The painting, hidden under the mud that has accumulated over the centuries, was found during restoration work on the wall of the Gothic cathedral, built between 1137 and 1160. The work of art is located above the doorway in the part of the church that is dedicated to the souvenir shop. In November – a few weeks after its opening – the diocese initiated a meeting of researchers and scholars to determine the origin of the work.
Everyone agreed that the work almost certainly belongs to the artist himself or, at least, to his studio. “The quality of the drawing reminds Dürer,” said Bernd Euler-Rolle, director of the Federal Office of Monuments in Austria, reports Kronen Zeitung.
Another expert has gone even further. “The question is not whether the drawing belongs to the artist, but when Dürer was in Vienna. The strokes clearly show the artist’s hand,” said the painter’s expert Erwin Pokorny to the Vienna daily newspaper Die Presse.
The drawing for painting was made on plaster presumably in 1505. The painting is a triptych with a central image of Saint Leopold, the patron saint of Austria, and Saint Catherine and Saint Margaret on the left and right panels respectively. Durer may have sketched two female saints, but he did not complete them. If so, it’s not clear why he didn’t finish the work himself.
One theory suggests that the wall painting was commissioned by Emperor Maximilian I of the Holy Roman Empire. As you know, Dürer served him from about 1512, but it is likely that their relationship has developed before. In the biography of the artist, which was written in the XVII century specialist in Baroque art Joachim von Zandrart, it is said that the Emperor asked Dürer to perform a large mural, but no other mention of this work. In an interview with Die Presse, art historian Michael Rainer admitted that this was the work in question.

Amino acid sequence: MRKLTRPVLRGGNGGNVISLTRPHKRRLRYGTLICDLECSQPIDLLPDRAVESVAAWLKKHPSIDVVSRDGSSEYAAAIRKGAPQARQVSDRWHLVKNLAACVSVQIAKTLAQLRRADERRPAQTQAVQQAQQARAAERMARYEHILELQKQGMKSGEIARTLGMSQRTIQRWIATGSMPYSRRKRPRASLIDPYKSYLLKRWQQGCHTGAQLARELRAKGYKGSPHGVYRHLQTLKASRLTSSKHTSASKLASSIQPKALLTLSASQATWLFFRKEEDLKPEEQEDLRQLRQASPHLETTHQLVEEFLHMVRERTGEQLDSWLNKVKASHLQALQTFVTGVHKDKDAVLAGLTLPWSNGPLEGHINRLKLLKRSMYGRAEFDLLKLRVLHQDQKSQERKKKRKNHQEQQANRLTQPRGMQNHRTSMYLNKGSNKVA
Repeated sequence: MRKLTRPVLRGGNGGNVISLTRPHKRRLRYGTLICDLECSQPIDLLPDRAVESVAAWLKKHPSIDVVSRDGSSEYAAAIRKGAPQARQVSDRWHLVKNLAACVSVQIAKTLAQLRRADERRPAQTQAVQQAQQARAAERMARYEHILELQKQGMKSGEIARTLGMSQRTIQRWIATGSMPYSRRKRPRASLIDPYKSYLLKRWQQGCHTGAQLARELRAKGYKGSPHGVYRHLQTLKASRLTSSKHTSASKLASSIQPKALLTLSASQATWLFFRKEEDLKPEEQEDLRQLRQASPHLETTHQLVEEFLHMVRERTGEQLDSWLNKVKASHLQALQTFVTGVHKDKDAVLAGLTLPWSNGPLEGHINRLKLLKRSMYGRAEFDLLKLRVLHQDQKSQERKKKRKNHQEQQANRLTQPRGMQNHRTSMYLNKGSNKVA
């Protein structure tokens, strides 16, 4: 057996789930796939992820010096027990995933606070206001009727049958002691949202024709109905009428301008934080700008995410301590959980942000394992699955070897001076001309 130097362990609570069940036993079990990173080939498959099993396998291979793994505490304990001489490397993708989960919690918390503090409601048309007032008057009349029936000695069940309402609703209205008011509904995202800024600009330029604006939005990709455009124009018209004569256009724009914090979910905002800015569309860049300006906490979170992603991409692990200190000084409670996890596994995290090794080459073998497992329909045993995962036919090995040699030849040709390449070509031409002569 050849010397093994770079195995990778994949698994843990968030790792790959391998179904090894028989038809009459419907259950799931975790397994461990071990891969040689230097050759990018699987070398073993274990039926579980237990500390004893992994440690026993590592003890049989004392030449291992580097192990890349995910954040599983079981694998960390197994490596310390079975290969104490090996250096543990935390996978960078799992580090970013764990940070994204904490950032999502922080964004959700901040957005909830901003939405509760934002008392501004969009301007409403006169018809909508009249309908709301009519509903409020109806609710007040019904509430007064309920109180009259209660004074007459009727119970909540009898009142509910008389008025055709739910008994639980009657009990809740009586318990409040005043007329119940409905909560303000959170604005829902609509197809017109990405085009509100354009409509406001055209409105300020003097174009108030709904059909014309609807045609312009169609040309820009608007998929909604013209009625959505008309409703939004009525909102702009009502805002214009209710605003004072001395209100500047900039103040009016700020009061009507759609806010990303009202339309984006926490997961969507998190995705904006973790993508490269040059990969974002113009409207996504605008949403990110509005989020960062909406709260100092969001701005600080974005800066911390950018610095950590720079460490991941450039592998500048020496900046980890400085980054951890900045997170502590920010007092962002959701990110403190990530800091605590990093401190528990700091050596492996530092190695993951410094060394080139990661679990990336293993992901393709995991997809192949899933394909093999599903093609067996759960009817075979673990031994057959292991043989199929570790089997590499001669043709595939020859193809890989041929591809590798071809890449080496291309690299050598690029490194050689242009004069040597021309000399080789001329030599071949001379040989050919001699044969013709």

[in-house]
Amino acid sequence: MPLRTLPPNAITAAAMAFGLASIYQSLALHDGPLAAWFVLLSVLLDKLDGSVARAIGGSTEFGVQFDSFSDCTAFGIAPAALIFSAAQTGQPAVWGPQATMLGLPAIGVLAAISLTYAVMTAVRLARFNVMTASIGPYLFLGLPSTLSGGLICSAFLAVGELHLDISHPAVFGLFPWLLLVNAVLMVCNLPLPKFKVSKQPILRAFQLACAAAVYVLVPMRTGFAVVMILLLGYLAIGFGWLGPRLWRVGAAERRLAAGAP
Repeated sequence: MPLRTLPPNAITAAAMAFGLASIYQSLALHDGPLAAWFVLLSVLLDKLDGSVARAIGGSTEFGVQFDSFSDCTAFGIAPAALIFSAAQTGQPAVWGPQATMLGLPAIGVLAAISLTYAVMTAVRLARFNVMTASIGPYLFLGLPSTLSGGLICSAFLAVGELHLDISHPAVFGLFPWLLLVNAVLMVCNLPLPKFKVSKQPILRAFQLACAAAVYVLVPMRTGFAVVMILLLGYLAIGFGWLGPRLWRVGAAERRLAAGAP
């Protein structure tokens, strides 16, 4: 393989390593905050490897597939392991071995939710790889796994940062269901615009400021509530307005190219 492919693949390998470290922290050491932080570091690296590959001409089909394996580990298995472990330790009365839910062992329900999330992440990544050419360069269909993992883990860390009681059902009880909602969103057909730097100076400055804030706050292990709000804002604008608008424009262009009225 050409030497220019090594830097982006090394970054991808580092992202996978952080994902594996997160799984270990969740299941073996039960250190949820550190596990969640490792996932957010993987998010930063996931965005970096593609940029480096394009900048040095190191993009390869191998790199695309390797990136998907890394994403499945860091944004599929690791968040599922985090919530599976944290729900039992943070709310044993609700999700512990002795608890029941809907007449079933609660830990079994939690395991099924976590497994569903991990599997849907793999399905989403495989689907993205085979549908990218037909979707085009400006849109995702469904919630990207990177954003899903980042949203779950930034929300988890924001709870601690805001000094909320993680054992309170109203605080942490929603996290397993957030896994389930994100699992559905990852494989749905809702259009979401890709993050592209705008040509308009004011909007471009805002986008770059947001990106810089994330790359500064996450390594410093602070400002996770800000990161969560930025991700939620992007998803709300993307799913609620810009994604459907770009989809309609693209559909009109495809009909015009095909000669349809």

Durer may have wrapped up in Vienna to visit his friend Conrad Celtis, a humanist scholar who lived in the city from 1497 to 1508, writes Art Newspaper. This was the stop the artist could make on his way from Nuremberg to Venice in 1505. The theory is supported by Dürer’s famous drawing made in Windisch, southern Austria, on the way. The work is a portrait of a laughing peasant woman and is now in the collection of the British Museum.
The cathedral began a large-scale project to preserve the work, cleaned it and took small samples for chemical analysis. All results will be published in the Austrian Journal of Art and Conservation.
It is not yet known how the upcoming exhibitions, such as “Voyages of Dürer. The “Voyages of the Renaissance Artist” at the National Gallery in London (13 February – 16 May 2021) will highlight the possibility that the painter travelled through Vienna. For now, the show plans to cover the time spent by the artist in the Italian Alps, Venice and the Netherlands.
The museum refused to comment on the new opening.